And they compelled a passerby, Simon of Cyrene, who was coming in from the country, the father of Alexander and Rufus, to carry his cross. And they brought him to the place called Golgotha (which means Place of a Skull). And they offered him wine mixed with myrrh, but he did not take it. And they crucified him and divided his garments among them, casting lots for them, to decide what each should take. And it was the third hour when they crucified him. And the inscription of the charge against him read, “The King of the Jews.” And with him they crucified two robbers, one on his right and one on his left. And those who passed by derided him, wagging their heads and saying, “Aha! You who would destroy the temple and rebuild it in three days, save yourself, and come down from the cross!” So also the chief priests with the scribes mocked him to one another, saying, “He saved others; he cannot save himself. Let the Christ, the King of Israel, come down now from the cross that we may see and believe.” Those who were crucified with him also reviled him.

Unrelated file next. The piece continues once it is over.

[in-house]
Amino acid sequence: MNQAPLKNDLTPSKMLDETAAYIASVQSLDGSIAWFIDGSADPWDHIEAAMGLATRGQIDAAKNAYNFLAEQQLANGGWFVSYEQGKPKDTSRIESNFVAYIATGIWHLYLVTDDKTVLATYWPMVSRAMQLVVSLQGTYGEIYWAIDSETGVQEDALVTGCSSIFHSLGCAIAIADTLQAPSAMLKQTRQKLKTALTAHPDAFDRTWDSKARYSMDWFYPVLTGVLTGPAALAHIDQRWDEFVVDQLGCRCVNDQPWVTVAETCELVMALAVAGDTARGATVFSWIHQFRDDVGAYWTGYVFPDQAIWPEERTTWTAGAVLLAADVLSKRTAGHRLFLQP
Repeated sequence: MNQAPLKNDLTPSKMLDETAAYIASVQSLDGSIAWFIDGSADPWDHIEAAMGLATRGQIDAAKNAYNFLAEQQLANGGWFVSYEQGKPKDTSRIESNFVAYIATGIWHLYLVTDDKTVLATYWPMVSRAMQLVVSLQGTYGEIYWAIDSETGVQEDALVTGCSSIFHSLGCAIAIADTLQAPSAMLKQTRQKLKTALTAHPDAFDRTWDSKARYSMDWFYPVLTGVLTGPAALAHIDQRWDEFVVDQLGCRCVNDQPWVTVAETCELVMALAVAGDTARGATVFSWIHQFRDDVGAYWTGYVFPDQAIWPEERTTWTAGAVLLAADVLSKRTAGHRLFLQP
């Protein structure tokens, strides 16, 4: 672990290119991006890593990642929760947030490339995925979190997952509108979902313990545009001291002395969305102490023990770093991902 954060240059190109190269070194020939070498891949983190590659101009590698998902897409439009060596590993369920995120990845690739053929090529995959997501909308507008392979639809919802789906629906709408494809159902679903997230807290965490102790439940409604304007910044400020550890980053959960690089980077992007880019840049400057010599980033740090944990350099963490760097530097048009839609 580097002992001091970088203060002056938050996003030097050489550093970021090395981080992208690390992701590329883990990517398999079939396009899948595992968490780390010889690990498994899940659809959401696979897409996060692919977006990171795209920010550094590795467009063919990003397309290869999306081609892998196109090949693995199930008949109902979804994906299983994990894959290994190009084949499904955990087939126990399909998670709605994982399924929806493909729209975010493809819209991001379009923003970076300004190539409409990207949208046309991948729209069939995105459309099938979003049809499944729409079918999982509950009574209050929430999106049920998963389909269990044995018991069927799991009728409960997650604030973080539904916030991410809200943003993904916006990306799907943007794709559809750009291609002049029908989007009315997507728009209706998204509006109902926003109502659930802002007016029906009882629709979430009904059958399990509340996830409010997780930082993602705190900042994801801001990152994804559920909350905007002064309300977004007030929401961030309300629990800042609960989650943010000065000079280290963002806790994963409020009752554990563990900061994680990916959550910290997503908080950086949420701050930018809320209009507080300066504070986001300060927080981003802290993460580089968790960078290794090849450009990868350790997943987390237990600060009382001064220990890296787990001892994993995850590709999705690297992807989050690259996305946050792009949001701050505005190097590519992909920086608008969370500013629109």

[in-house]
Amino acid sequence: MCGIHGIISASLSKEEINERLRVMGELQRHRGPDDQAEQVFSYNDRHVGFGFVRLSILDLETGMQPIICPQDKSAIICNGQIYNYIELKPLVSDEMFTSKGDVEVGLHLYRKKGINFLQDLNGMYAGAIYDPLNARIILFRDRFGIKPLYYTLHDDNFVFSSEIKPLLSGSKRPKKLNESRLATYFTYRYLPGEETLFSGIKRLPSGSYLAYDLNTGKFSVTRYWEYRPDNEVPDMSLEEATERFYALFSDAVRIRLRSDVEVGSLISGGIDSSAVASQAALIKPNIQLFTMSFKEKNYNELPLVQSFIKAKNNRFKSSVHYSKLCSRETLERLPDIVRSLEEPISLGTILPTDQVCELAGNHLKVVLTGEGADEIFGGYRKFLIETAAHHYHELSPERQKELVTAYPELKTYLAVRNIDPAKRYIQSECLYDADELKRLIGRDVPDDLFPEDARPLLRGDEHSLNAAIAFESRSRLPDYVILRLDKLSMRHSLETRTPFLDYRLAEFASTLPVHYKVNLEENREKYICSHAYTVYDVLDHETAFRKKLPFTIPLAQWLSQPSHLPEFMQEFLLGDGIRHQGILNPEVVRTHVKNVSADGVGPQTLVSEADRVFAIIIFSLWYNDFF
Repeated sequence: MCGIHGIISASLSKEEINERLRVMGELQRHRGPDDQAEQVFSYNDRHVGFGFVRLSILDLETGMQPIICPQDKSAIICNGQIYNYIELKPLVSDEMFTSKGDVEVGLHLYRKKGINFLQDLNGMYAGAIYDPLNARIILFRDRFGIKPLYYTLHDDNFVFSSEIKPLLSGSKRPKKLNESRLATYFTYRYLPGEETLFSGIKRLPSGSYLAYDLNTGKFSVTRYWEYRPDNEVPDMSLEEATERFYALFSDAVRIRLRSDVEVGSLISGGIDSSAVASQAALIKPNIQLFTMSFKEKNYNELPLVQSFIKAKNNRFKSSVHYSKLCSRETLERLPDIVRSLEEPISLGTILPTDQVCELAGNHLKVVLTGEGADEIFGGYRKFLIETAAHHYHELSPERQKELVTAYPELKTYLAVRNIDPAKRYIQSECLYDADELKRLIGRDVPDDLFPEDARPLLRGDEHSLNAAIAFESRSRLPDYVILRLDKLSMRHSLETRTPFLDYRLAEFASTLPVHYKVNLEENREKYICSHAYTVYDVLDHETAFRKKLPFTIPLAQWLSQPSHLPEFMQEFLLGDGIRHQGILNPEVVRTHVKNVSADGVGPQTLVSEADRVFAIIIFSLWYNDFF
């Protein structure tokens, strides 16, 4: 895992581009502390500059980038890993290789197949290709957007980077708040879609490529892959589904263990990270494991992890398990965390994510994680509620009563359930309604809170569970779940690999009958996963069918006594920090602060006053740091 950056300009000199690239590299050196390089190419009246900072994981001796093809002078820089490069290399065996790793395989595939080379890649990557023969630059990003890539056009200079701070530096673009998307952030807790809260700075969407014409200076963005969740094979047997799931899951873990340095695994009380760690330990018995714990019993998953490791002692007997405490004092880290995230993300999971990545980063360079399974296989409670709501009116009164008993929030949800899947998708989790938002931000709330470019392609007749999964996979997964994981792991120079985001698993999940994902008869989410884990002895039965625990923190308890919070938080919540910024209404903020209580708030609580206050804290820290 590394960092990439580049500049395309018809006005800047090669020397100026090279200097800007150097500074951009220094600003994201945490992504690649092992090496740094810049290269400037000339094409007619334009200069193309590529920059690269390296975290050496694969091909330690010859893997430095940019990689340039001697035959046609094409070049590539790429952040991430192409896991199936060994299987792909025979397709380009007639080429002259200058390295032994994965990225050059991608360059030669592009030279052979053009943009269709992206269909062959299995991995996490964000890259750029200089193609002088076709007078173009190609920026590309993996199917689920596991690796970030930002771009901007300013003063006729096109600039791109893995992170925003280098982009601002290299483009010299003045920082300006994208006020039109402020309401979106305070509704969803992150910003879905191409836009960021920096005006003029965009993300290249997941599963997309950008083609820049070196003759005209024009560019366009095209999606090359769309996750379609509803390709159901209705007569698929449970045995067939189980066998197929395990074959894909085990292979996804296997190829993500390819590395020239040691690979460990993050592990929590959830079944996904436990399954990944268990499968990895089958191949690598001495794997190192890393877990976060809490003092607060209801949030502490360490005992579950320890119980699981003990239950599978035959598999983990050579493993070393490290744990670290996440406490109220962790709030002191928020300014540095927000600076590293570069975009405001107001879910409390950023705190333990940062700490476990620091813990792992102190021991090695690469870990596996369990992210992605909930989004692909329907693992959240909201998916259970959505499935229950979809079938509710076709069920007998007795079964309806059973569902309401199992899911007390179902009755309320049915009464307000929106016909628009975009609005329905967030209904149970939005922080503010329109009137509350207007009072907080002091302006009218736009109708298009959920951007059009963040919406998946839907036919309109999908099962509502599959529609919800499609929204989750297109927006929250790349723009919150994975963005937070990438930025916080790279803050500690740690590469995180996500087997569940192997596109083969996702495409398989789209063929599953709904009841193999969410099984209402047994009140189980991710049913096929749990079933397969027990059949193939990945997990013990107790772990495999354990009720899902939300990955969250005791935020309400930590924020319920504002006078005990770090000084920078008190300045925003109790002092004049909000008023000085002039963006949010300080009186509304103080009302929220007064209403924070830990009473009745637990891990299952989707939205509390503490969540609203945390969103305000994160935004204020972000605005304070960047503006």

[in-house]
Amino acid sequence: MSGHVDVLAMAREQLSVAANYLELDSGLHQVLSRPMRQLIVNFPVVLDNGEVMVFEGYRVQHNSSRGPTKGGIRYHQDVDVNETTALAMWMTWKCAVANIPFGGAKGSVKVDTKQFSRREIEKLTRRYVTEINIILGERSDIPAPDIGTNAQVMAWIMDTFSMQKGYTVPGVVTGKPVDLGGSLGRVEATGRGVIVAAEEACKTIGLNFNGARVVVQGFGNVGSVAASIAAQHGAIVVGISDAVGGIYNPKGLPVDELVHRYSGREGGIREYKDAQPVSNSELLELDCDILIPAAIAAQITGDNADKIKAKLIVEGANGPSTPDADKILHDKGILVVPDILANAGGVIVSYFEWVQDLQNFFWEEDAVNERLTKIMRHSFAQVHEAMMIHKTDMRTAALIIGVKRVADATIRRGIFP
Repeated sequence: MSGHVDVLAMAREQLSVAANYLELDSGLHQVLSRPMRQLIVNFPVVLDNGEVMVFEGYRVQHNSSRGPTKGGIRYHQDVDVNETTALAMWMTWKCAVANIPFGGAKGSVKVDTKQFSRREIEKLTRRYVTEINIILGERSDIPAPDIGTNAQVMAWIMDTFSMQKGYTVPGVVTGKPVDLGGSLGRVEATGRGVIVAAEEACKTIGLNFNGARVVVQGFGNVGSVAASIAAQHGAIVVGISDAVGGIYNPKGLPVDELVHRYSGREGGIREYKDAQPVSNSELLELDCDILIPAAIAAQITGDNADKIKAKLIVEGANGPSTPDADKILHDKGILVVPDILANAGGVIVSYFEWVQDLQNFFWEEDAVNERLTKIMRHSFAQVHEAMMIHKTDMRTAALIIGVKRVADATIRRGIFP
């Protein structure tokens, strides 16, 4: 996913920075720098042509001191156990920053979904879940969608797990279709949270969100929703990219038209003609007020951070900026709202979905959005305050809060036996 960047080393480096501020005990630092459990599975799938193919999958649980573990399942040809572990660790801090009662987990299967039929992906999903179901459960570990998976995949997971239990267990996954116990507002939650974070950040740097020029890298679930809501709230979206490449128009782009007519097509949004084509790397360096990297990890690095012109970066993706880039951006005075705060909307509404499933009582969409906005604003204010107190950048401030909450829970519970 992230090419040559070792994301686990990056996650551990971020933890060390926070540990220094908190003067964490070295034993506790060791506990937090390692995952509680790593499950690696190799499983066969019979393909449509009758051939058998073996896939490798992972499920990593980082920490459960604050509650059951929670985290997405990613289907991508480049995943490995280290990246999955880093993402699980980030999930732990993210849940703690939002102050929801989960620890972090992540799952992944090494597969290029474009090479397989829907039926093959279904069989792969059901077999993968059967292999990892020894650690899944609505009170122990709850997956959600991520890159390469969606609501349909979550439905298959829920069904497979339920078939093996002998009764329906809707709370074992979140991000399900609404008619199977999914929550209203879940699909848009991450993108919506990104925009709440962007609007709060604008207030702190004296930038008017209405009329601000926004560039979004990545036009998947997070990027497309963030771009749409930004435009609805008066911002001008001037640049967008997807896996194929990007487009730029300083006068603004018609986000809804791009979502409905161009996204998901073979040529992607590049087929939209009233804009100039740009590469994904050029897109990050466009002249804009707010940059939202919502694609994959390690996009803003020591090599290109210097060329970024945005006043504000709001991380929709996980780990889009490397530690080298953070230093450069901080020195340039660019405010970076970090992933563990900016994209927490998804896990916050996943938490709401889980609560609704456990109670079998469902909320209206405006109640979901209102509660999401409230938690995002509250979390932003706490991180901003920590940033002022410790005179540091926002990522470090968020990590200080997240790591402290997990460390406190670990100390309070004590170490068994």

And when the sixth hour had come, there was darkness over the whole land until the ninth hour. And at the ninth hour Jesus cried with a loud voice, “Eloi, Eloi, lema sabachthani?” which means, “My God, my God, why have you forsaken me?” And some of the bystanders hearing it said, “Behold, he is calling Elijah.” And someone ran and filled a sponge with sour wine, put it on a reed and gave it to him to drink, saying, “Wait, let us see whether Elijah will come to take him down.” And Jesus uttered a loud cry and breathed his last. And the curtain of the temple was torn in two, from top to bottom. And when the centurion, who stood facing him, saw that in this way he breathed his last, he said, “Truly this man was the Son of God!”
There were also women looking on from a distance, among whom were Mary Magdalene, and Mary the mother of James the younger and of Joses, and Salome. When he was in Galilee, they followed him and ministered to him, and there were also many other women who came up with him to Jerusalem.